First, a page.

Je-Geun Chi

Gachon University, Seongnam, Gyeonggi, South Korea

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Publications (17)75.32 Total impact

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    ABSTRACT: The two basic scripts of the Korean writing system, Hanja (the logography of the traditional Korean character) and Hangul (the more newer Korean alphabet), have been used together since the 14th century. While Hanja character has its own morphemic base, Hangul being purely phonemic without morphemic base. These two, therefore, have substantially different outcomes as a language as well as different neural responses. Based on these linguistic differences between Hanja and Hangul, we have launched two studies; first was to find differences in cortical activation when it is stimulated by Hanja and Hangul reading to support the much discussed dual-route hypothesis of logographic and phonological routes in the brain by fMRI (Experiment 1). The second objective was to evaluate how Hanja and Hangul affect comprehension, therefore, recognition memory, specifically the effects of semantic transparency and morphemic clarity on memory consolidation and then related cortical activations, using functional magnetic resonance imaging (fMRI) (Experiment 2). The first fMRI experiment indicated relatively large areas of the brain are activated by Hanja reading compared to Hangul reading. The second experiment, the recognition memory study, revealed two findings, that is there is only a small difference in recognition memory for semantic transparency, while for the morphemic clarity was much larger between Hanja and Hangul. That is the morphemic clarity has significantly more effect than semantic transparency on recognition memory when studies by fMRI in correlation with behavioral study.
    Journal of Korean medical science. 10/2014; 29(10):1416-24.
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    ABSTRACT: Purpose To measure the activity of individual raphe nuclei with fluorine 18 fluorodeoxyglucose (FDG) and carbon 11 ((11)C) 3-amino-4-(2-dimethylaminomethylphenylthio) benzonitrile (DASB) imaging using a brain positron emission tomography(PET)/magnetic resonance (MR) imaging fusion system. Materials and Methods The study was approved by the Institutional Review Board of Gil Medical Center, and all volunteers provided written informed consent. FDG PET, (11)C-DASB PET, and T2*-weighted MR images from seven healthy volunteers were acquired by using a PET/MR imaging fusion system. The standard uptake value ratio (SUVR) of FDG (FDG-SUVR) and nondisplaceable binding potential (BPnd) of (11)C-DASB (DASB-BPnd) were determined for each raphe nucleus. A Pearson correlation analysis was performed to show the correlation between FDG-SUVR and DASB-BPnd for the raphe nuclei. Results Each raphe nucleus could be distinguished in both FDG (identifiability ratio, 0.86; κ = 0.77) and (11)C-DASB (identifiability ratio, 0.89; κ = 0.72) images. The mean values of DASB-BPnd for each raphe nucleus from dorsal to caudal direction were 6.08 (raphe nucleus 1), 5.93 (raphe nucleus 2), 3.86 (raphe nucleus 3), 3.18 (raphe nucleus 4), and 2.74 (raphe nucleus 5); the mean FDG-SUVR values were 1.00 (raphe nucleus 1), 1.00 (raphe nucleus 2), 0.87 (raphe nucleus 3), 0.94 (raphe nucleus 4), and 0.90 (raphe nucleus 5). FDG-SUVR and DASB-BPnd for the raphe nuclei were significantly correlated (r = 0.506, P = .002). Conclusion Serotonergic activity, both glucose metabolism and transporter binding potential of raphe nuclei, were measured with a brain-dedicated PET/MR imaging system and showed a significant correlation. © RSNA, 2014 Online supplemental material is available for this article.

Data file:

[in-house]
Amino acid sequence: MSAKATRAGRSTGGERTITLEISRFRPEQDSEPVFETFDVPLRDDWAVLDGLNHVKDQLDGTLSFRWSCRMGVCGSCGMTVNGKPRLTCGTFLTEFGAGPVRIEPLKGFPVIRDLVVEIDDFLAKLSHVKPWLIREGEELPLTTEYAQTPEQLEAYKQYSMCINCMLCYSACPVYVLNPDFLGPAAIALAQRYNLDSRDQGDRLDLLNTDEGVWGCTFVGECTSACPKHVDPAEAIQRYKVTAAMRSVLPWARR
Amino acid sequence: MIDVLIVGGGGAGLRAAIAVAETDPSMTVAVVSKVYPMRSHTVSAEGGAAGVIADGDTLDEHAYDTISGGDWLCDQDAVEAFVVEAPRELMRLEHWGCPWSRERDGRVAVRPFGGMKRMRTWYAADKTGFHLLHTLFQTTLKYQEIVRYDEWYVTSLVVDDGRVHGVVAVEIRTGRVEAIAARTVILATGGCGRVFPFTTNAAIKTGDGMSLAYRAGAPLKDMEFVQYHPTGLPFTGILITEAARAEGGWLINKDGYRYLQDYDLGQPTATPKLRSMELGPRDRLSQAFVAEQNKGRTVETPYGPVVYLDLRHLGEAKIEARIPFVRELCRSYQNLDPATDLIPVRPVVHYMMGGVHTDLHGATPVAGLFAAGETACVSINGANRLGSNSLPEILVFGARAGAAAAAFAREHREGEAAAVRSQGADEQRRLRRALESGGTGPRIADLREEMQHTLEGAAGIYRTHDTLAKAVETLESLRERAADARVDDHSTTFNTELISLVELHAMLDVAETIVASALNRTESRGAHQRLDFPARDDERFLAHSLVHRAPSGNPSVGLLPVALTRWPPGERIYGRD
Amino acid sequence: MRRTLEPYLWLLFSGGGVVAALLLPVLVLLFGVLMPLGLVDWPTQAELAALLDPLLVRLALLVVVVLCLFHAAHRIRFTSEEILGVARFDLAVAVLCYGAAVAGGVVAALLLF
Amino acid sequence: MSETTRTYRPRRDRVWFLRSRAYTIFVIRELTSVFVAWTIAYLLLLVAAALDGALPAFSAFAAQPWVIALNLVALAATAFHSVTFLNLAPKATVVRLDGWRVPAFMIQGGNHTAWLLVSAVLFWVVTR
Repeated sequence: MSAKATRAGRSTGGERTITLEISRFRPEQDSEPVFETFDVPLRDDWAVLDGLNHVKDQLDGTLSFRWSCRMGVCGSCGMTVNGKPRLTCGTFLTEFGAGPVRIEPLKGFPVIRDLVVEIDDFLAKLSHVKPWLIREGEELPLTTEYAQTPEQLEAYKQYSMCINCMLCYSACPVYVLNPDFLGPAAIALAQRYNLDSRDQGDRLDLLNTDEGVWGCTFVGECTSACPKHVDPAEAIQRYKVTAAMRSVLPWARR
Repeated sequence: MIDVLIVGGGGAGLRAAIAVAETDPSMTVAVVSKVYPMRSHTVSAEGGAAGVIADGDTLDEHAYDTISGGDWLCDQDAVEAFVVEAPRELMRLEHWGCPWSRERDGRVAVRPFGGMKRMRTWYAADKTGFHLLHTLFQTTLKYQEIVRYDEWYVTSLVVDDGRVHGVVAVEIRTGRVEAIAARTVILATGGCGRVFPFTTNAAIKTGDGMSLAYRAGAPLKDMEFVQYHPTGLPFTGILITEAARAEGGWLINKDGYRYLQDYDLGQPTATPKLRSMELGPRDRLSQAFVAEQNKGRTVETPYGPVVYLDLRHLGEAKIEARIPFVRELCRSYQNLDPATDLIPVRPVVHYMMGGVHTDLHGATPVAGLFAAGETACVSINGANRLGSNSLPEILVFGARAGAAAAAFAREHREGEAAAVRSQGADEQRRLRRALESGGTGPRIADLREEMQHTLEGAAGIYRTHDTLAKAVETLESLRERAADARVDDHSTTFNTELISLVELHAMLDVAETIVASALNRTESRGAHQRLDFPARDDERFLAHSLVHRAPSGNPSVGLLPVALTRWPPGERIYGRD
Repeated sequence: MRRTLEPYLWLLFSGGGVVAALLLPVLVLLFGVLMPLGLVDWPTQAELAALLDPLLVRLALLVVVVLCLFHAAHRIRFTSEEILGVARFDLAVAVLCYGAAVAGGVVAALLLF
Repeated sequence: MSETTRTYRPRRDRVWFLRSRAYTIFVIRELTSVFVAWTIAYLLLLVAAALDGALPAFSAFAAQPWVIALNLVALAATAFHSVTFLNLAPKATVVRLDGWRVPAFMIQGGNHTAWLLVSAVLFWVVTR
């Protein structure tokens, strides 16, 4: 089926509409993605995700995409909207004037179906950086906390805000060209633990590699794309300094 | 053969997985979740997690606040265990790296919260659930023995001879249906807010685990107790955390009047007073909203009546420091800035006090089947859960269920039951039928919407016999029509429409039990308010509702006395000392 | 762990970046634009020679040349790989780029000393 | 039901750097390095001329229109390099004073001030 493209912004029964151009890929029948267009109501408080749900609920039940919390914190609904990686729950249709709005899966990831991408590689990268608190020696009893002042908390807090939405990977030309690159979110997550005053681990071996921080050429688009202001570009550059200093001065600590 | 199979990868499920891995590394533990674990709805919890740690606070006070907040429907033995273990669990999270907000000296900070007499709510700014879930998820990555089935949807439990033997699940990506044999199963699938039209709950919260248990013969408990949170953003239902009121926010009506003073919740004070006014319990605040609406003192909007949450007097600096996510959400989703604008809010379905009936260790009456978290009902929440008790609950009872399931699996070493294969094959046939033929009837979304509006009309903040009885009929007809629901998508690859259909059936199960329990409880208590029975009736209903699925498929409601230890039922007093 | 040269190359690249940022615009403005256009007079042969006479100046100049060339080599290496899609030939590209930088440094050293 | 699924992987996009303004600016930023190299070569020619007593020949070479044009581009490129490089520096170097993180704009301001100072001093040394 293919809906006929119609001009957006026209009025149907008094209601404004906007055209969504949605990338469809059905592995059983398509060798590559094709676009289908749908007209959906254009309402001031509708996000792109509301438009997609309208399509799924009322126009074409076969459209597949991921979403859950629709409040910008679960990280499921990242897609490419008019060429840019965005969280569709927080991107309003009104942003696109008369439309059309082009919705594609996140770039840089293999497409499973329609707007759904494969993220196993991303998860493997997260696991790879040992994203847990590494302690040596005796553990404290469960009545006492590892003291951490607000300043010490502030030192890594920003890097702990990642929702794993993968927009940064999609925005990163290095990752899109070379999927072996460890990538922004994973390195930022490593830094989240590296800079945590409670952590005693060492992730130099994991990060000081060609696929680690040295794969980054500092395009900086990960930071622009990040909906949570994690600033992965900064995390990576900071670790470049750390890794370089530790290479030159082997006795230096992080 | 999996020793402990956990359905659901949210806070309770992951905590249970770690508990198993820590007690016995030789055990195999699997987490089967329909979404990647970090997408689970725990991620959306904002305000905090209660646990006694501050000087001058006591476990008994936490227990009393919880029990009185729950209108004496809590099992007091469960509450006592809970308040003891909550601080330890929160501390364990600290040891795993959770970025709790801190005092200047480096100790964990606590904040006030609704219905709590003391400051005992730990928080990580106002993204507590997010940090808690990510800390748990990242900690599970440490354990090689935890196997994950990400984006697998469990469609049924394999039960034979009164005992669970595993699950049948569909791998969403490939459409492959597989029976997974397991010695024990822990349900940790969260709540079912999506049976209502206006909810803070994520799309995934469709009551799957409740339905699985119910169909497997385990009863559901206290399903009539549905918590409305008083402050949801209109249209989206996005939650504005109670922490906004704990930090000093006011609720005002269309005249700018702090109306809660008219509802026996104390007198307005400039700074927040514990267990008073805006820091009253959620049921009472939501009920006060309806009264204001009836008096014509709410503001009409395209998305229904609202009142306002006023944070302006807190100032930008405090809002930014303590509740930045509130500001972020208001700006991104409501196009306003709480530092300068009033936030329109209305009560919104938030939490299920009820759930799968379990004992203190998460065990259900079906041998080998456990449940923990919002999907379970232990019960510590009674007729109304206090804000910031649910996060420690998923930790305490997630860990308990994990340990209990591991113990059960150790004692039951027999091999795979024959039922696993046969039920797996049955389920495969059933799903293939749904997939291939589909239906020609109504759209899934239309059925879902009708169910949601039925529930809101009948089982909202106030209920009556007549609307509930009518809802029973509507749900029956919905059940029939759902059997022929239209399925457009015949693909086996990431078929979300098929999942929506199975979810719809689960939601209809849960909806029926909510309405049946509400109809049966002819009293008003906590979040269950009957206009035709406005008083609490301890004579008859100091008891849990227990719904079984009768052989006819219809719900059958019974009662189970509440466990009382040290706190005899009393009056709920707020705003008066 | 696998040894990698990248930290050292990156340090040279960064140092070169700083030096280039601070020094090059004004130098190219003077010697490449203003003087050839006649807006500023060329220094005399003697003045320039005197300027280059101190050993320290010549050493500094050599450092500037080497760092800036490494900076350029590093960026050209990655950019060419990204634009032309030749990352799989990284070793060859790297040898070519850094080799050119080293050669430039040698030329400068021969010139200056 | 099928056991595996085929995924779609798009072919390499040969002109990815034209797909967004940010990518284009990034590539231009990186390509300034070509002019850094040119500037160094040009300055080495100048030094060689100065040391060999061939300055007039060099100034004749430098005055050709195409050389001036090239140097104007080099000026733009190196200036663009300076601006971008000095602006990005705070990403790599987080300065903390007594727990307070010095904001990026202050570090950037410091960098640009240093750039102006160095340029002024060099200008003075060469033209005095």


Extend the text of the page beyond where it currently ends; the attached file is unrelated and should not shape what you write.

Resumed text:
Radiology 03/2014; · 6.34 Impact Factor
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    ABSTRACT: Images obtained through ultra-high field 7.0T MRI with track-density imaging (TDI) provide clear and high resolution tractograms that have been hitherto unavailable, especially in deep brain areas such as the limbic and thalamic regions. Using this recently developed technique, we have identified four fiber tracts that have not previously been directly visualized in-vivo: the septum pellucidum tract (SPT), the anterior thalamic radiation (ATR), the superolateral medial forebrain bundle (slMFB), and the inferomedial forebrain bundle (imMFB). This is a largely pictorial description based on the new track density images we have obtained through 7.0T MRI with DWI-TDI. To identify the fiber tracts we selected three sets of tractograms and performed inter-axis correlation between them. These tractograms offer an opportunity for readers to extract new information, especially in the thalamo-limbic areas, which have previously been difficult to examine using either in-vivo or in-vitro human brain tractography. We present the high resolution images as a tool for researchers and clinicians working with neurodegenerative and psychiatric diseases such as Parkinson's Disease, Alzheimer's Disease, and depression, in which the accurate positioning of deep brain stimulation (DBS) is essential for precise targeting of nuclei and fiber tracts.
    World Neurosurgery 08/2013; · 1.77 Impact Factor